On Thursday February 7th we will have a panel discussion with Beau, who is coming from San Francisco to take part in our exhibition, along with me and two other artists whose works are in the show, which officially opens on Friday, with music provided by world music students. I am teaching a book arts class this semester and my students are helping curate the exhibition. These books were made by internationally known book artists—it is very special for us to have it here.

It’s important for the community to support this too. I often hear from people that the events at SFUAD are meant for the college community and people don’t know to come, or they feel they are not invited. Nothing could be further from the truth. I also want to say that part of the reason I feel it’s important to involve students and community alike is that we have so little contact with the Middle East other than seeing the images and stories of fighting and war—we think of them as the Other and it’s important to understand that they are not a bunch of terrorists looking to destroy our way of life. This is why Beau titled the exhibition “Al-Mutanabbi Starts Here.” Because this is the narrative for all of us who are interested in art and literature, who want people to be able to argue ideas, get lost in a book, see what’s happening outside their small world. And I might mention that the street was bombed again recently, just as the booksellers were starting to rebuild. The deliberate destruction of centuries of artifacts and important works of art has been very disheartening to see. Remember that writing was invented in that part of the world. Compared to the cultural history that began in the Middle East, our history in the West is rather recent.

SFDC: It’s unfortunate to hear about another bombing there. It isn’t a crime to want to break out of a cultural bubble.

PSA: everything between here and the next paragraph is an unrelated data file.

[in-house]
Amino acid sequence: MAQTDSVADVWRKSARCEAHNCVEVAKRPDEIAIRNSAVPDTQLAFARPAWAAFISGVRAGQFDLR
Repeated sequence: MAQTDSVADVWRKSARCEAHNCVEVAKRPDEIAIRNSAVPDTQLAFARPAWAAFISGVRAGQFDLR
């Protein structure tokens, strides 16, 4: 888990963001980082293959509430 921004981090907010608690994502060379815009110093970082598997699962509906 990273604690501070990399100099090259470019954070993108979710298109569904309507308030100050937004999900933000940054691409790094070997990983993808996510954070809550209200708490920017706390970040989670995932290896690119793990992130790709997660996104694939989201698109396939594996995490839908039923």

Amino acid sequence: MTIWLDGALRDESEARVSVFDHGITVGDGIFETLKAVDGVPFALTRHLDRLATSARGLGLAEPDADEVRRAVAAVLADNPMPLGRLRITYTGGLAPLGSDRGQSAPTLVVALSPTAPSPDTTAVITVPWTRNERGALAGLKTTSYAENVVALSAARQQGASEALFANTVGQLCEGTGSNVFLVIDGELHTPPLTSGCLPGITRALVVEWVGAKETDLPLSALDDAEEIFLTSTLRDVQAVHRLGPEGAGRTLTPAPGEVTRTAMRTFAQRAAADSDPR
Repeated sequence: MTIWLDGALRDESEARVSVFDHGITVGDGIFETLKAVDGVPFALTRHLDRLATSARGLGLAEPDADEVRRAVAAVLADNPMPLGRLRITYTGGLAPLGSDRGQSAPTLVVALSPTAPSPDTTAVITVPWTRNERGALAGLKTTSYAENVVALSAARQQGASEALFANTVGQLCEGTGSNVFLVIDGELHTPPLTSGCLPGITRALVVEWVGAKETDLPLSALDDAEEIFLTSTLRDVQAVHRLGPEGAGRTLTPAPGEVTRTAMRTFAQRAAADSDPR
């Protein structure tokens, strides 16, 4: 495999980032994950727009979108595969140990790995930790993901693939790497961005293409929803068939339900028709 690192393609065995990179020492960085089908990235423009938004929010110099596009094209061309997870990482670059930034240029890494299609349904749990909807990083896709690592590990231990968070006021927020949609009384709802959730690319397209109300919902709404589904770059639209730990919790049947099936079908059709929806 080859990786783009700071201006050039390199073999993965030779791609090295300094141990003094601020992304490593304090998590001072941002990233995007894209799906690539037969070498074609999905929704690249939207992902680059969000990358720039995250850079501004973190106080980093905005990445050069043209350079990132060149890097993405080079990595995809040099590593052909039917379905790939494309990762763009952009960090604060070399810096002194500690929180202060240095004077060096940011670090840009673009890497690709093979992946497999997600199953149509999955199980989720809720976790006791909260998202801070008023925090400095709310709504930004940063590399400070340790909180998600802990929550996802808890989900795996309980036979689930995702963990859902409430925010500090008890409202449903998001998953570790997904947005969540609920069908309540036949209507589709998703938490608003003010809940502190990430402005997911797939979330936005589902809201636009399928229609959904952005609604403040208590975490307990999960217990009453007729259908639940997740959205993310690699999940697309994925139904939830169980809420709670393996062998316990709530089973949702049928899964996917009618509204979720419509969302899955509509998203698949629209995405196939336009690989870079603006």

DR: Not a crime here, but in so much of the world it is. I mean, we could talk about so many areas where there is no freedom of speech whatsoever, where even getting a polio shot is forbidden because the idea has been circulated that it’s a Western plot to sterilize children. We are so lucky to live in this country. But the human spirit is so strong—you can see it in the women featured in the film we’re showing. We need to be reminded of this because it’s so easy to forget it. So ultimately this whole project is about optimism. Beau specified that the books were not to be memorial pieces. They are to celebrate books as containers of information and hope. When a government wants to instill fear and power, books are the first things they destroy. But they will not disappear—there will always be a way for ideas to grow and flourish.

SFDC: And we’re in the information age now. Digital circumventing of these blockades has already begun. It’s rather pathetic to take lives against a tide of change like the one that’s poised.

DR: Absolutely, social media and the internet have been the lifeline of change and democratic revolt. So one hopes that this can continue even when access to the Internet is shut down by despotic government forces.